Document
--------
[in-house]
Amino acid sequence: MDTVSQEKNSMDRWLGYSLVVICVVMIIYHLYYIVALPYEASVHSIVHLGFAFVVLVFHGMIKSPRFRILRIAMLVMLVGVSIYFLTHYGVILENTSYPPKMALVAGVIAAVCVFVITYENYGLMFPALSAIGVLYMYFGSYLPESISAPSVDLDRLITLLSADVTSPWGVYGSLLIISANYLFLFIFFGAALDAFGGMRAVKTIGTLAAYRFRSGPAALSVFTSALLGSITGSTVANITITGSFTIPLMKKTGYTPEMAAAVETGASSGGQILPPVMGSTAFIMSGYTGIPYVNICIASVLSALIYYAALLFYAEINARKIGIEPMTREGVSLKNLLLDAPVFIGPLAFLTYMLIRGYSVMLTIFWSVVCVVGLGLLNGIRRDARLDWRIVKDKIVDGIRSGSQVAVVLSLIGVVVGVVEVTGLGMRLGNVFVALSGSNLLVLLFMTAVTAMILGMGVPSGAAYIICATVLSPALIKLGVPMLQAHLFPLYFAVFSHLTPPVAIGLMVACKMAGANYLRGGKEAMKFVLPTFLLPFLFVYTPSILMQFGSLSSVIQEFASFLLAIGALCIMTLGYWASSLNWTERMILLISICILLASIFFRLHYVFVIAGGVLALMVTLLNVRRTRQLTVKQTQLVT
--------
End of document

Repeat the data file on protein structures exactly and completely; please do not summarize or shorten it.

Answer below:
[in-house]
Amino acid sequence: MDTVSQEKNSMDRWLGYSLVVICVVMIIYHLYYIVALPYEASVHSIVHLGFAFVVLVFHGMIKSPRFRILRIAMLVMLVGVSIYFLTHYGVILENTSYPPKMALVAGVIAAVCVFVITYENYGLMFPALSAIGVLYMYFGSYLPESISAPSVDLDRLITLLSADVTSPWGVYGSLLIISANYLFLFIFFGAALDAFGGMRAVKTIGTLAAYRFRSGPAALSVFTSALLGSITGSTVANITITGSFTIPLMKKTGYTPEMAAAVETGASSGGQILPPVMGSTAFIMSGYTGIPYVNICIASVLSALIYYAALLFYAEINARKIGIEPMTREGVSLKNLLLDAPVFIGPLAFLTYMLIRGYSVMLTIFWSVVCVVGLGLLNGIRRDARLDWRIVKDKIVDGIRSGSQVAVVLSLIGVVVGVVEVTGLGMRLGNVFVALSGSNLLVLLFMTAVTAMILGMGVPSGAAYIICATVLSPALIKLGVPMLQAHLFPLYFAVFSHLTPPVAIGLMVACKMAGANYLRGGKEAMKFVLPTFLLPFLFVYTPSILMQFGSLSSVIQEFASFLLAIGALCIMTLGYWASSLNWTERMILLISICILLASIFFRLHYVFVIAGGVLALMVTLLNVRRTRQLTVKQTQLVT